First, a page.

Time was against Rick Santorum in Michigan. Too much time passed without a vote anywhere to sustain his momentum or distract the media from scrutiny of his sometimes-inscrutable statements. Without pandering to theories of bias, I still believe that many journalists and opinionators were happy to find in Santorum a candidate who embodied nearly perfectly -- lacking only a southern accent -- the bogeyman image of a religious-right reactionary. Too much time passed, and second thoughts were inevitable. His lead in the polls before the primary dwindled gradually until Mitt Romney eked out a victory yesterday. Did days make a difference? Could he have won if something had gone unsaid? It's impossible to say, but if any of his utterances proved a self-administered coup de grace it was probably not one of his theocratic howlers nor his comment that fellow Catholic John F. Kennedy's remarks on the separation of church and state made him want to vomit. If any gaffe did him in, I suspect it was his breathtaking outburst from last Saturday in Troy MI -- words that will live in infamy: "President Obama said he wants everybody in America to go to college. What a snob!" To appreciate how far beyond the pale this was, try to imagine Newt Gingrich with his sci-fi dreams saying the same thing. In a campaign characterized by crazed charges of "class warfare," this was demagoguery in its rawest form, and I can well imagine even Republicans being taken aback by it. Even they know that making money requires education more than ever, yet here was Santorum, thinking he had come to the defense of all those humble people who worked with their hands, trying to convince them that the President's vision had insulted them when he, the Pennsylvanian, had actually insulted the nation's intelligence. In fact, Santorum had probably judged the mood of his immediate audience right, but misjudged the Michigan Republican electorate. He won among those without any college time, but lost the state.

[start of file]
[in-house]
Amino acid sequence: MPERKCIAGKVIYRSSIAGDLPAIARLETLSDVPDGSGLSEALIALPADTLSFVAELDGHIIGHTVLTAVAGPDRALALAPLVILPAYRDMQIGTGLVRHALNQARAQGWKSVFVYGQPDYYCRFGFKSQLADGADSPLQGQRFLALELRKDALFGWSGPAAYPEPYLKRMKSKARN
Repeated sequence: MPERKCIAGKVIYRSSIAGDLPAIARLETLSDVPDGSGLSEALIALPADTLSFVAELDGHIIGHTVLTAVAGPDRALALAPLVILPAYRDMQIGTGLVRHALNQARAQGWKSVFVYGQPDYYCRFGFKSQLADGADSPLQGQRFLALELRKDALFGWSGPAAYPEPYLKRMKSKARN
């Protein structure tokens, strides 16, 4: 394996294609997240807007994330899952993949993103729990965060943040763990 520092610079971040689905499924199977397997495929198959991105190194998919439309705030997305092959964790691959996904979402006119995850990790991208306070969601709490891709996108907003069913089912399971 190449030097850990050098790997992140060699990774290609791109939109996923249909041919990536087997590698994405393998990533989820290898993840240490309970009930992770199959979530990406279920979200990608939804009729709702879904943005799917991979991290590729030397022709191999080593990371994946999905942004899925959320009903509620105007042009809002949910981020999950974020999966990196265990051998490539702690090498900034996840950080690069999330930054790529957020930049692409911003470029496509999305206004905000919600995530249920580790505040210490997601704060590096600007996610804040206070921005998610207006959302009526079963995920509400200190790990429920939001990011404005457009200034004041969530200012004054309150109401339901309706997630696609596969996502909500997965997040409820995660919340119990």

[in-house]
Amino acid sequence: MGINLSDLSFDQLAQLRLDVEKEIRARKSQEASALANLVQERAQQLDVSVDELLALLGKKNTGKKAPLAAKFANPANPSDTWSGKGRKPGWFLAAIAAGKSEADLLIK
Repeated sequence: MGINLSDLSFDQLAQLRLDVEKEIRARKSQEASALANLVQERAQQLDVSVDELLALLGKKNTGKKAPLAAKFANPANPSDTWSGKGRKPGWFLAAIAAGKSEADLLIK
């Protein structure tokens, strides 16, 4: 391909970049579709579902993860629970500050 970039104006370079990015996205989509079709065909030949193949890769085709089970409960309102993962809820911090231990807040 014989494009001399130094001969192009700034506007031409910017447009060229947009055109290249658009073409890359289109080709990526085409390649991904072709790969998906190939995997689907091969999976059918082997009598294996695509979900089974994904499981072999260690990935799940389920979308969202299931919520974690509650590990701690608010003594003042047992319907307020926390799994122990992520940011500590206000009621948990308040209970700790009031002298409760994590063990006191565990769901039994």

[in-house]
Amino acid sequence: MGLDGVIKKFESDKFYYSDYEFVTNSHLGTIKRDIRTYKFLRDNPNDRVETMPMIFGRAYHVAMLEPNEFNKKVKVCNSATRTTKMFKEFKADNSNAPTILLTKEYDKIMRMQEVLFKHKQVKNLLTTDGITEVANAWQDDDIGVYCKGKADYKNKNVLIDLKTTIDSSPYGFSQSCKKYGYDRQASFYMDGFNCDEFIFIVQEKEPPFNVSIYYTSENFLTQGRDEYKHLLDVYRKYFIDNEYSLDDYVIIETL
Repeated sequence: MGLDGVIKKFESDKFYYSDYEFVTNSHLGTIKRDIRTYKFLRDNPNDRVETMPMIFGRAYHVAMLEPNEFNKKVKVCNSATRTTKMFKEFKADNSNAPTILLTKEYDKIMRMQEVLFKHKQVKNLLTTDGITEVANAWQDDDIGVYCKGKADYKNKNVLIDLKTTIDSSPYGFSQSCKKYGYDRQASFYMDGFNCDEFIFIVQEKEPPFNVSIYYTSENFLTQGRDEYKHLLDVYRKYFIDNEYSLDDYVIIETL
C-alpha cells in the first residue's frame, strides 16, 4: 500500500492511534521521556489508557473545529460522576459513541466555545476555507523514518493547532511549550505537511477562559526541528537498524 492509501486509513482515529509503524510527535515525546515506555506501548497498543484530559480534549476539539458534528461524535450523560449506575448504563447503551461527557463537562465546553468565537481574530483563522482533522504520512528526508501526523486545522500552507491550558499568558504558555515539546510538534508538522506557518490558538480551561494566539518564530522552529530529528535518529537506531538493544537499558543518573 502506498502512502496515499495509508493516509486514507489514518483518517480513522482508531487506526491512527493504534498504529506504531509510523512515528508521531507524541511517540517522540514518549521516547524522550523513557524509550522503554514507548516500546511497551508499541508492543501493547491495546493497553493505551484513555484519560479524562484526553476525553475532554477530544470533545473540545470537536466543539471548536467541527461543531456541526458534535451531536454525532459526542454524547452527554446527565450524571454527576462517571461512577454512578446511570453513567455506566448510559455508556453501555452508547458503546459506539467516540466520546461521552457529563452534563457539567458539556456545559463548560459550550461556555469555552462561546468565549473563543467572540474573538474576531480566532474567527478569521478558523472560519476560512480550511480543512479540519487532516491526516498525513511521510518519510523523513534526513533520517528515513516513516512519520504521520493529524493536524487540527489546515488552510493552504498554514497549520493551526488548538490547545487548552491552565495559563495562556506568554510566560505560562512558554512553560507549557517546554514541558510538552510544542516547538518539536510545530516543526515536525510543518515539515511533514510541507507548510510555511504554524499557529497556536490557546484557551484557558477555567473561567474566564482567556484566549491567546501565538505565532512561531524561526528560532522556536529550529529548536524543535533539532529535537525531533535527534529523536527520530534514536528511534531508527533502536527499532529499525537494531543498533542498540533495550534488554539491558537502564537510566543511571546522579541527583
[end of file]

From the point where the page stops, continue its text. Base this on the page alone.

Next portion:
There was another side to Santorum's argument that more Republicans may have endorsed. That was his suspicion that colleges were out to brainwash or indoctrinate students and make liberals of them. I'm sure many Republicans fear such an effort, but bravely enroll anyway, perhaps expecting to find comfort and mutual support in a Young Republicans or YAF chapter. The fear of indoctrination or brainwashing is strong and out of control in our culture. It finds nonpartisan expression in the fear of cults and their leaders. If the paranoia often has a rightist tinge, it has a leftist pedigree going back to postmodernist distrust of objectivity. I am perhaps no less postmodern for suggesting that anyone who fears indoctrination, who sees it even in the teaching of facts, is already indoctrinated, or already brainwashed. But the moral for today is that many if not most of those who do fear indoctrination of some kind will not abandon the idea of a college education or disparage the idea of every American going to college simply to flatter a crowd or win a primary. Santorum's tirade may have cost him more votes than any commercial Romney or his friends aired against him. He may well have rhetorically shot himself in the head last Saturday, but he'll probably keep on walking for a while yet.